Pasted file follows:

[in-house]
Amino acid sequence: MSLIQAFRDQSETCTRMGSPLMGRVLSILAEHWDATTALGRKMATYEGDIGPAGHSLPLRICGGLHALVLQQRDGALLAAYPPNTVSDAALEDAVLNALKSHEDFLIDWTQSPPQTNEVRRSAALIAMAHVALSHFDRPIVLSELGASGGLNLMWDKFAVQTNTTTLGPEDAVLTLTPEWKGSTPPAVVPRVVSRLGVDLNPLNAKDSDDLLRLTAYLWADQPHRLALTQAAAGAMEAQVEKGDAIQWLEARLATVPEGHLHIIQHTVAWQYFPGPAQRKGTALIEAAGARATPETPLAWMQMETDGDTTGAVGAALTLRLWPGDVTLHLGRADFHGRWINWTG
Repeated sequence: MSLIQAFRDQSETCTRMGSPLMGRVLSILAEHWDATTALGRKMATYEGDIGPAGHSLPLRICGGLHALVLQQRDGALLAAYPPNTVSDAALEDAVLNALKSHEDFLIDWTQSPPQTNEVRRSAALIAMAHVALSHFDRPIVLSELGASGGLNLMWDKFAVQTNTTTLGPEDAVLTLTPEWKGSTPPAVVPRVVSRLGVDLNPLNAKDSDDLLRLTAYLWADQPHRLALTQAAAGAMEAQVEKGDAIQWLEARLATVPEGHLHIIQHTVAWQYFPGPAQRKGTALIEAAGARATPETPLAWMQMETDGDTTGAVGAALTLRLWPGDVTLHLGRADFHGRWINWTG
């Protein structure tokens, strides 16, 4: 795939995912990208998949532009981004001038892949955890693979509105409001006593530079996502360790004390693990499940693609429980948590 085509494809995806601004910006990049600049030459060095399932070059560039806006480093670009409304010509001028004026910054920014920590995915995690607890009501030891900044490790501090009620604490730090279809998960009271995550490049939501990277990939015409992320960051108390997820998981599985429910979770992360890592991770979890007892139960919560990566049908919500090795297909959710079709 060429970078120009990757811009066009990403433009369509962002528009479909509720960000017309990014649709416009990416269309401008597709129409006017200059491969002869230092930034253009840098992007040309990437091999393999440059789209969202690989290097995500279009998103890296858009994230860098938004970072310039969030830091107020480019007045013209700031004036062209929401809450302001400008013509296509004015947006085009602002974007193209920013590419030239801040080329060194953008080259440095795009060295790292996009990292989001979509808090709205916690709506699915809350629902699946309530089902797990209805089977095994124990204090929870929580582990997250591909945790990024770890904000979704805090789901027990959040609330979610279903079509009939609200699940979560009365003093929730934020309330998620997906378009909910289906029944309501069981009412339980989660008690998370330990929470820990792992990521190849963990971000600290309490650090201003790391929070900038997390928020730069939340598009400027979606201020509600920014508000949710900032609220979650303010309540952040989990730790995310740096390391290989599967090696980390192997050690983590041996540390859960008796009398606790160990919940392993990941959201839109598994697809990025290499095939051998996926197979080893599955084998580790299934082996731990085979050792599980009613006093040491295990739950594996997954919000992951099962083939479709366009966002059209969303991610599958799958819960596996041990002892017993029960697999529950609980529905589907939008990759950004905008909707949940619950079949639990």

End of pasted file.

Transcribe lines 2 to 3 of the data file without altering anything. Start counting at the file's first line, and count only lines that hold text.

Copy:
Amino acid sequence: MSLIQAFRDQSETCTRMGSPLMGRVLSILAEHWDATTALGRKMATYEGDIGPAGHSLPLRICGGLHALVLQQRDGALLAAYPPNTVSDAALEDAVLNALKSHEDFLIDWTQSPPQTNEVRRSAALIAMAHVALSHFDRPIVLSELGASGGLNLMWDKFAVQTNTTTLGPEDAVLTLTPEWKGSTPPAVVPRVVSRLGVDLNPLNAKDSDDLLRLTAYLWADQPHRLALTQAAAGAMEAQVEKGDAIQWLEARLATVPEGHLHIIQHTVAWQYFPGPAQRKGTALIEAAGARATPETPLAWMQMETDGDTTGAVGAALTLRLWPGDVTLHLGRADFHGRWINWTG
Repeated sequence: MSLIQAFRDQSETCTRMGSPLMGRVLSILAEHWDATTALGRKMATYEGDIGPAGHSLPLRICGGLHALVLQQRDGALLAAYPPNTVSDAALEDAVLNALKSHEDFLIDWTQSPPQTNEVRRSAALIAMAHVALSHFDRPIVLSELGASGGLNLMWDKFAVQTNTTTLGPEDAVLTLTPEWKGSTPPAVVPRVVSRLGVDLNPLNAKDSDDLLRLTAYLWADQPHRLALTQAAAGAMEAQVEKGDAIQWLEARLATVPEGHLHIIQHTVAWQYFPGPAQRKGTALIEAAGARATPETPLAWMQMETDGDTTGAVGAALTLRLWPGDVTLHLGRADFHGRWINWTG